Over the years the advancement of technology has really made things moving both in a positive and negative way. The use of cell phones and the internet has shown that social media can really affect the quality of our relationships or how we react towards dating; the toll of not only on our current relationships but also on our ability to form new relationships. Consciousness is vital when it comes to social media relationships, in this third world; money and s3x have become a top-notch before anything i.e both in teens and adults. Therefore because everyone is online, people are now using social media as the easiest platform to cheat and scam multitudes.
However, getting off social media is a challenge for many people, as a great deal of our communication happens online. If we want to remain online, but safeguard our relationships and ability to cope after a breakup, what steps can we take to make our online environment a bit safer?
1. Unfollow and/or remove your exes from social media: It is nearly impossible to get over a person if your social media feed is constantly bombarded by pictures of him/her. If your goal is to remain friends with your ex, an honest conversation with him/her noting that you need your distance while the breakup is still fresh may be worthwhile. You may choose to unfollow him/her (if an option on the platform), rather than completely removing your former flame. Muise et al. (2009) found in their study of 308 undergraduates that “Facebook may expose an individual to potentially jealousy-provoking information about their partner, which creates a feedback loop whereby heightened jealousy leads to increased surveillance of a partner’s Facebook page. Persistent surveillance results in further exposure to jealousy-provoking information” (p. 443). In order to break this cycle, try to remove yourself from social media to whatever extent possible.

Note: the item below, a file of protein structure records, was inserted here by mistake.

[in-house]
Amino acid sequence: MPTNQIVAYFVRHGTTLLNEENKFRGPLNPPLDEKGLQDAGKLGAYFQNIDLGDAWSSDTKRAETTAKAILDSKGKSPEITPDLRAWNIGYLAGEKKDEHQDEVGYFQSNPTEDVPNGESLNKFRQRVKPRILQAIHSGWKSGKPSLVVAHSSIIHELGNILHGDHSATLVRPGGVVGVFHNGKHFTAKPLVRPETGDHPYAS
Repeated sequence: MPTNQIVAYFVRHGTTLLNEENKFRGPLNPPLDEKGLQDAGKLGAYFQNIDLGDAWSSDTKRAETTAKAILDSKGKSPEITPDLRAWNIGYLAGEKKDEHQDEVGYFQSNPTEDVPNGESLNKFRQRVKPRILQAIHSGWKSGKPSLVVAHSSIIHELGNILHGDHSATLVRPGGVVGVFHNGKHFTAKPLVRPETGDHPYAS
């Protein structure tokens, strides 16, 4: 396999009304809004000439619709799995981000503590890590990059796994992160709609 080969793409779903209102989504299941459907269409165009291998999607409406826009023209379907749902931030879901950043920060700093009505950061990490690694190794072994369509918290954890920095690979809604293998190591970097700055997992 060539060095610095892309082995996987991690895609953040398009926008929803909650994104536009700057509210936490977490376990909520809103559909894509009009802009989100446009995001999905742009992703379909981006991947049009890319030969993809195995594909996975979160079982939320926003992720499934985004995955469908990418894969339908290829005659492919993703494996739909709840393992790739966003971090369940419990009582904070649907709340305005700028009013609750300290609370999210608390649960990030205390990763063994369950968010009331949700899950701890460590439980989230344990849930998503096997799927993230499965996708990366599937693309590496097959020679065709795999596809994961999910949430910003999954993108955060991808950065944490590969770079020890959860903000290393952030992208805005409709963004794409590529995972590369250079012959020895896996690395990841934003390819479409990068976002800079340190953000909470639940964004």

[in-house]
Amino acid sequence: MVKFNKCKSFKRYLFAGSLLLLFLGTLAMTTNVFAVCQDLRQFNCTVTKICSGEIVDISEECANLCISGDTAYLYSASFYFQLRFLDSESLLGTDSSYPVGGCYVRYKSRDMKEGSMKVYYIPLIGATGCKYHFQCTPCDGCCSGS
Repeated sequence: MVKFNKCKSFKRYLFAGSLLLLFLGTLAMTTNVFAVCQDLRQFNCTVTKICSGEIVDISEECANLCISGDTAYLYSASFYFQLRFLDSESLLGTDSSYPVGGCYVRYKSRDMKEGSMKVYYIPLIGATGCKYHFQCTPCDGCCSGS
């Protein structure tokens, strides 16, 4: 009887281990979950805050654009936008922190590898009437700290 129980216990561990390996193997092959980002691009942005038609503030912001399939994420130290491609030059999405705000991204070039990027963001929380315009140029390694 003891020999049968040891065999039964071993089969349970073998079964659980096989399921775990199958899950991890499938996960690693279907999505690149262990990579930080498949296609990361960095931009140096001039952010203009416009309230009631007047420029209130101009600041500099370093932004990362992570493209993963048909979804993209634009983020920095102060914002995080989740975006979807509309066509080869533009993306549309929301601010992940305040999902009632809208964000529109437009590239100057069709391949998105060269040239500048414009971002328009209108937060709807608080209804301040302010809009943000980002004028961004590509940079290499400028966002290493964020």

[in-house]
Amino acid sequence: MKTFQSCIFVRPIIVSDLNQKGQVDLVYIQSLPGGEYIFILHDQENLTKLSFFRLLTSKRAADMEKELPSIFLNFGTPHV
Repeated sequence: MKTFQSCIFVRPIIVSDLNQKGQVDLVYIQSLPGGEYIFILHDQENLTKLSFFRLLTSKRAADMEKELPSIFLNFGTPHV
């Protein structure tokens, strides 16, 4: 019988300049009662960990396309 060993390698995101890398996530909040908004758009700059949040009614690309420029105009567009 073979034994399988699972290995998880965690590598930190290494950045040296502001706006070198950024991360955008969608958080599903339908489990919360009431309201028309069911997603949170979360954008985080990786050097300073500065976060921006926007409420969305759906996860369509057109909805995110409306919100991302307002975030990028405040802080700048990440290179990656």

2. Be aware of your online presence:
Yes, breakups can be hard, and yes, they can be very painful. However, it is important not to air any dirty laundry over the internet. What you put out there has a way of getting around and remaining public (even if swiftly deleted). If you are having a tough time, it is important to seek support from family, friends, and/or a professional. Do not solicit advice or vent about past problems to your social media communities. This may come back to haunt you. In addition, oversharing may actually alienate your other online friends. Sharing too much has been shown to decrease the quality of real-life relationships. A study with 508 Facebook users found that sharing too many selfies can actually lead to a decrease in intimacy in relationships (Houghton, Joinson, Caldwell, & Marder, 2013). The authors suggest that a certain level of censorship is necessary so as not to alienate your companions by your online behavior.
3. Carry out your new relationship(s) IRL and not through social media.
Focus less on creating the perfect social media story and enjoy the time you spend with your partner and friends in real time in the real world. If everything is distilled through a website, you aren’t making the most of the time you spend together.
While social media can be a great way to connect with those we haven’t seen in a while and keep in contact with family, co-workers, and friends, it can have some negative side effects, especially when it comes to our romantic lives. Be conscious of how you engage with social media and use it sparingly. Avoid focusing too much on the past and live your life with your current partner in a meaningful way, and not for the purpose of a “perfect” post.